Woah! I'd easily rate Lolita above Barry Lyndon and Paths of Glory, although Paths of Glory is one of the few "war" films I can stand watching. I've seen only part of The Killing - I'd like to sit down with it again someday and finish it.

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Yeah, that sounds about right. Though I might give it a slight edge over Paths of Glory -- might. (It depends on whether I'm in the mood for an anti-war flick or in the mood for a good film noir.)

I could understand why a comparison between the two of 'em could be considered a toss-up.

(Have you seen Fear and Desire, Ryan? It's the only one of Kubrick's feature-length films that I HAVEN'T seen yet, mainly because, as I understand it, it's the only one that was never officially released on video. Oh, and I note that you left Spartacus off the list.)

I left SPARTACUS off the list because Kubrick disowned it. Sure, it's still a Kubrick film, but given the restrictions put on his vision for the film, I tend to think of it in a separate category, alongside the pseudo-Kubrick films, ONE-EYED JACKS and ARTIFICIAL INTELLIGENCE.

Anyway, I have seen FEAR AND DESIRE. The entirety of the film is on YouTube (or at least it was on YouTube, since that's where I saw it).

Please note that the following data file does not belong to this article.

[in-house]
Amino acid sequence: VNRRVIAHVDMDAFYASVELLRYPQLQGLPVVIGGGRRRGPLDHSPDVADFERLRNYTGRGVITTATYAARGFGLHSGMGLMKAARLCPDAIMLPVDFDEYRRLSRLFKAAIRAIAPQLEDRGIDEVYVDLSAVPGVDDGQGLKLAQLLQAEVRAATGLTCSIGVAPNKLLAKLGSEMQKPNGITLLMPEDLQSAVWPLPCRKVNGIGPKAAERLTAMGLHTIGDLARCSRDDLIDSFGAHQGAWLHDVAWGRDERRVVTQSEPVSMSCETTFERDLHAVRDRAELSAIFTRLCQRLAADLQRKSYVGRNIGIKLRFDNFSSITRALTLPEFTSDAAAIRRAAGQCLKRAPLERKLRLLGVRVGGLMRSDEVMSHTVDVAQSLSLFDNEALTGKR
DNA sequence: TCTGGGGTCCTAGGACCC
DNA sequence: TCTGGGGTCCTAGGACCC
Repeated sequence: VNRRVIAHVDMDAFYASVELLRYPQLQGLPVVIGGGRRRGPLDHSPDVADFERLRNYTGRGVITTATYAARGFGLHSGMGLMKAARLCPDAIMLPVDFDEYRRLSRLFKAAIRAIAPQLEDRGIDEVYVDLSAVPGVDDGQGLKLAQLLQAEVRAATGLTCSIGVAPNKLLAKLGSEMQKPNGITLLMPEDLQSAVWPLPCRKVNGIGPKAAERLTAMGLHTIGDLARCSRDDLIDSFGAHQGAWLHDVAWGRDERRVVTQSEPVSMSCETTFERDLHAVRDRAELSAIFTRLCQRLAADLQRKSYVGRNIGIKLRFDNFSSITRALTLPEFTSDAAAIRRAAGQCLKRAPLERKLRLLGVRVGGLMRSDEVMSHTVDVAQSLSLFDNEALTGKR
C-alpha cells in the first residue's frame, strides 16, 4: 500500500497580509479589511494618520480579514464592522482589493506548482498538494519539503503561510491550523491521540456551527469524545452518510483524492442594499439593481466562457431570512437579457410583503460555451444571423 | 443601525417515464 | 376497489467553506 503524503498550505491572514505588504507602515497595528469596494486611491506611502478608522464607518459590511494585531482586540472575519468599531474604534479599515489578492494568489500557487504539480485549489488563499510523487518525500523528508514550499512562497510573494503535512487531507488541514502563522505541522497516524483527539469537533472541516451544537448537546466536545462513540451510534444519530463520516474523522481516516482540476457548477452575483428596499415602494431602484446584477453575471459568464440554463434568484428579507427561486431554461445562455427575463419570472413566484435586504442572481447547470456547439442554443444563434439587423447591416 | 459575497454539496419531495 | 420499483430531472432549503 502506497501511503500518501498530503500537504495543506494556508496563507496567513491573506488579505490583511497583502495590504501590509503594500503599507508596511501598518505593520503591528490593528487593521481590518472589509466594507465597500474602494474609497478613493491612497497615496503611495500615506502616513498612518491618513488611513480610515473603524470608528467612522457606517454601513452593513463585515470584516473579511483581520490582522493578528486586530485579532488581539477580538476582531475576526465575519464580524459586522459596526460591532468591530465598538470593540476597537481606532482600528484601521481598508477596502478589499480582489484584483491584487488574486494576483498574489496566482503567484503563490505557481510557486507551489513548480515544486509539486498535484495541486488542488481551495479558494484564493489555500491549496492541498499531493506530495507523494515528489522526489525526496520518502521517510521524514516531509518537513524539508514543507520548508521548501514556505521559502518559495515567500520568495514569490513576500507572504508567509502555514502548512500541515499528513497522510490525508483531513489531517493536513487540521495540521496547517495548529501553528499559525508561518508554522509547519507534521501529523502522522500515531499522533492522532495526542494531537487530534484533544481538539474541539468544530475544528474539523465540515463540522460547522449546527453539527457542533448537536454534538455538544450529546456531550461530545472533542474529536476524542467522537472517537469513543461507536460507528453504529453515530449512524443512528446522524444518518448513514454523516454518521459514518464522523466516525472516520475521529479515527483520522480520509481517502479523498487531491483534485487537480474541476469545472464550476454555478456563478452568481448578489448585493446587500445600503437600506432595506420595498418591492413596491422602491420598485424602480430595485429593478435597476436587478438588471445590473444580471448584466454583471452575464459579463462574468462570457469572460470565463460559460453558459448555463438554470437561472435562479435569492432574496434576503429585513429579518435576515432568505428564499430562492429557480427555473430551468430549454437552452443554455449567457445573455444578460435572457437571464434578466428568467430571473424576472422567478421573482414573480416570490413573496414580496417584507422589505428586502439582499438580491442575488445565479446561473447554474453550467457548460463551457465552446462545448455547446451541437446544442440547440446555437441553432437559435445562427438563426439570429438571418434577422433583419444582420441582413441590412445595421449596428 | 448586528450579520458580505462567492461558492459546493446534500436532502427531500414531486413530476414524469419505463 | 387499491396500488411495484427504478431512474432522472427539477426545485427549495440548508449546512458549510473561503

Edited by Ryan H.

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Woah! I'd easily rate Lolita above Barry Lyndon and Paths of Glory, although Paths of Glory is one of the few "war" films I can stand watching.

It's hardly unusual to see BARRY LYNDON and PATHS OF GLORY rated above LOLITA. LOLITA is one of those hotly-debated Kubrick films, and one that's generally neglected. Some people seem to love it, but I'm damned if I know why; I don't think it's half the movie that BARRY LYNDON or PATHS OF GLORY manage to be. Kubrick's LOLITA is an altogether rather dull and hopelessly neutered version of a sublime novel (Kubrick would have done well to stick closer to Nabokov's screenplay).

Edited by Ryan H.

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Ryan H. wrote:

: I left SPARTACUS off the list because Kubrick disowned it.

But didn't he disown Fear and Desire, too? I thought that was why it had never been released on video. (Maybe "disown" isn't the right word. He might have acknowledged his authorship of it, but he apparently wanted to keep it relatively hidden, like an old diary perhaps.)

: Sure, it's still a Kubrick film, but given the restrictions put on his vision for the film, I tend to think of it in a separate category, alongside the pseudo-Kubrick films, ONE-EYED JACKS and ARTIFICIAL INTELLIGENCE.

One-Eyed Jacks? Tell me more! I don't believe I have ever heard of a Kubrick connection with regard to that film before.

As for Spartacus, Kubrick did direct it (or most of it; the prologue was directed by some other guy who was fired a couple weeks into production, if memory serves), and some aspects of the film are VERY Kubrickian (the obsessiopn with military/gladiatorial training and tactics, the kinky hints of voyeurism and formalized sex, etc.). So, yes, it was a transitional film, wherein the once-indie filmmaker proved himself capable of working the Hollywood big leagues, but I wouldn't disown it just because Kubrick wasn't as in-control of it as he wanted to be.